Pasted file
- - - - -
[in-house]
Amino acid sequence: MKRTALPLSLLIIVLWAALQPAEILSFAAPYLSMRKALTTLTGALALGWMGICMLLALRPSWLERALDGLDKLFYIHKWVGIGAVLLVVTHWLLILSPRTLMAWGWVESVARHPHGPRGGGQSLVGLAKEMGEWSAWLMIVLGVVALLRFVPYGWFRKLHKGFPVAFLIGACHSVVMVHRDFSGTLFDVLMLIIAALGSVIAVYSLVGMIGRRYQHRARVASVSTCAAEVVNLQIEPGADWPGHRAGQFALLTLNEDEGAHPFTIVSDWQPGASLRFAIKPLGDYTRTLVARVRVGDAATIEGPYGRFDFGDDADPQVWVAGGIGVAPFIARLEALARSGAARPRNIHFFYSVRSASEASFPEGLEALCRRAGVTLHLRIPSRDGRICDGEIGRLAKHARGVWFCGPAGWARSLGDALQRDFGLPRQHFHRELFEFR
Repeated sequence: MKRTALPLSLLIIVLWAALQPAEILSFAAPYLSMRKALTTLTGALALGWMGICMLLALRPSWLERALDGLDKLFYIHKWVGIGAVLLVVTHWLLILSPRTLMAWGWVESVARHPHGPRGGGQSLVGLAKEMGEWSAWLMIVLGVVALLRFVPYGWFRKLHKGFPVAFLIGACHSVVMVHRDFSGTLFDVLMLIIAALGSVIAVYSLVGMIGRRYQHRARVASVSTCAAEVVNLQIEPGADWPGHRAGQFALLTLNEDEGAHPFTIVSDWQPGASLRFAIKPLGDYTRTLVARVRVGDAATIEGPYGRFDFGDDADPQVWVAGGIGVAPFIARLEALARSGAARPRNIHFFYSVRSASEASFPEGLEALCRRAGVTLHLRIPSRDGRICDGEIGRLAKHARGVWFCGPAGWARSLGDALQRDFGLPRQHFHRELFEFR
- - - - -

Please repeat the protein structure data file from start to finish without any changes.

[in-house]
Amino acid sequence: MKRTALPLSLLIIVLWAALQPAEILSFAAPYLSMRKALTTLTGALALGWMGICMLLALRPSWLERALDGLDKLFYIHKWVGIGAVLLVVTHWLLILSPRTLMAWGWVESVARHPHGPRGGGQSLVGLAKEMGEWSAWLMIVLGVVALLRFVPYGWFRKLHKGFPVAFLIGACHSVVMVHRDFSGTLFDVLMLIIAALGSVIAVYSLVGMIGRRYQHRARVASVSTCAAEVVNLQIEPGADWPGHRAGQFALLTLNEDEGAHPFTIVSDWQPGASLRFAIKPLGDYTRTLVARVRVGDAATIEGPYGRFDFGDDADPQVWVAGGIGVAPFIARLEALARSGAARPRNIHFFYSVRSASEASFPEGLEALCRRAGVTLHLRIPSRDGRICDGEIGRLAKHARGVWFCGPAGWARSLGDALQRDFGLPRQHFHRELFEFR
Repeated sequence: MKRTALPLSLLIIVLWAALQPAEILSFAAPYLSMRKALTTLTGALALGWMGICMLLALRPSWLERALDGLDKLFYIHKWVGIGAVLLVVTHWLLILSPRTLMAWGWVESVARHPHGPRGGGQSLVGLAKEMGEWSAWLMIVLGVVALLRFVPYGWFRKLHKGFPVAFLIGACHSVVMVHRDFSGTLFDVLMLIIAALGSVIAVYSLVGMIGRRYQHRARVASVSTCAAEVVNLQIEPGADWPGHRAGQFALLTLNEDEGAHPFTIVSDWQPGASLRFAIKPLGDYTRTLVARVRVGDAATIEGPYGRFDFGDDADPQVWVAGGIGVAPFIARLEALARSGAARPRNIHFFYSVRSASEASFPEGLEALCRRAGVTLHLRIPSRDGRICDGEIGRLAKHARGVWFCGPAGWARSLGDALQRDFGLPRQHFHRELFEFR